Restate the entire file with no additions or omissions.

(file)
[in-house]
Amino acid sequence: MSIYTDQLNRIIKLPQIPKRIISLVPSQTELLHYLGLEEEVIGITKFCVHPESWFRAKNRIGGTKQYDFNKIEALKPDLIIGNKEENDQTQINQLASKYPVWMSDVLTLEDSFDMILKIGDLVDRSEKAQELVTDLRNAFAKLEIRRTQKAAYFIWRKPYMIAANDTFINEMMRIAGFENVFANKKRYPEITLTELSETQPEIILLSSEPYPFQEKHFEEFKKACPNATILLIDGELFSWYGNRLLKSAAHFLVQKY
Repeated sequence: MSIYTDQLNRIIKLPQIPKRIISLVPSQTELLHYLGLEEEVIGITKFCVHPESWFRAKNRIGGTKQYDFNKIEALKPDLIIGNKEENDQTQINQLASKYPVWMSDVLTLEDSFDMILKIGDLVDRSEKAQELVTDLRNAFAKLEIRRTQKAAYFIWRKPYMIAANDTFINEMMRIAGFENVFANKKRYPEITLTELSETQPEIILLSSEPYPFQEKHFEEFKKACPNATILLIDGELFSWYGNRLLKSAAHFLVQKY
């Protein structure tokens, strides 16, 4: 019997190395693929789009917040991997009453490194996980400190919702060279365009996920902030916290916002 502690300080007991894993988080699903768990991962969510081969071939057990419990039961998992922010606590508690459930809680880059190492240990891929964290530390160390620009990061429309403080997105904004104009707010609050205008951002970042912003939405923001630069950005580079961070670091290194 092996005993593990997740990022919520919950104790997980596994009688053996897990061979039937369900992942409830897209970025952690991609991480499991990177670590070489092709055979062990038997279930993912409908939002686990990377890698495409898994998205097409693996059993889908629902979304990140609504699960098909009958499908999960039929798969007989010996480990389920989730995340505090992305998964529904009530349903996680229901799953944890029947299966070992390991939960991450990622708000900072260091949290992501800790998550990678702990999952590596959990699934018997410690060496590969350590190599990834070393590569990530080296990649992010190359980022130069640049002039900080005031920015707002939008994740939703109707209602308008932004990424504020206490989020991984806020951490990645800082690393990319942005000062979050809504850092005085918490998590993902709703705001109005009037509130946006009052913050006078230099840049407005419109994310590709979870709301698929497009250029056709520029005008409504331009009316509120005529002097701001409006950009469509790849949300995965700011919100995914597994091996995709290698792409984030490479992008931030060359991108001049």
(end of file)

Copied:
[in-house]
Amino acid sequence: MSIYTDQLNRIIKLPQIPKRIISLVPSQTELLHYLGLEEEVIGITKFCVHPESWFRAKNRIGGTKQYDFNKIEALKPDLIIGNKEENDQTQINQLASKYPVWMSDVLTLEDSFDMILKIGDLVDRSEKAQELVTDLRNAFAKLEIRRTQKAAYFIWRKPYMIAANDTFINEMMRIAGFENVFANKKRYPEITLTELSETQPEIILLSSEPYPFQEKHFEEFKKACPNATILLIDGELFSWYGNRLLKSAAHFLVQKY
Repeated sequence: MSIYTDQLNRIIKLPQIPKRIISLVPSQTELLHYLGLEEEVIGITKFCVHPESWFRAKNRIGGTKQYDFNKIEALKPDLIIGNKEENDQTQINQLASKYPVWMSDVLTLEDSFDMILKIGDLVDRSEKAQELVTDLRNAFAKLEIRRTQKAAYFIWRKPYMIAANDTFINEMMRIAGFENVFANKKRYPEITLTELSETQPEIILLSSEPYPFQEKHFEEFKKACPNATILLIDGELFSWYGNRLLKSAAHFLVQKY
């Protein structure tokens, strides 16, 4: 019997190395693929789009917040991997009453490194996980400190919702060279365009996920902030916290916002 502690300080007991894993988080699903768990991962969510081969071939057990419990039961998992922010606590508690459930809680880059190492240990891929964290530390160390620009990061429309403080997105904004104009707010609050205008951002970042912003939405923001630069950005580079961070670091290194 092996005993593990997740990022919520919950104790997980596994009688053996897990061979039937369900992942409830897209970025952690991609991480499991990177670590070489092709055979062990038997279930993912409908939002686990990377890698495409898994998205097409693996059993889908629902979304990140609504699960098909009958499908999960039929798969007989010996480990389920989730995340505090992305998964529904009530349903996680229901799953944890029947299966070992390991939960991450990622708000900072260091949290992501800790998550990678702990999952590596959990699934018997410690060496590969350590190599990834070393590569990530080296990649992010190359980022130069640049002039900080005031920015707002939008994740939703109707209602308008932004990424504020206490989020991984806020951490990645800082690393990319942005000062979050809504850092005085918490998590993902709703705001109005009037509130946006009052913050006078230099840049407005419109994310590709979870709301698929497009250029056709520029005008409504331009009316509120005529002097701001409006950009469509790849949300995965700011919100995914597994091996995709290698792409984030490479992008931030060359991108001049």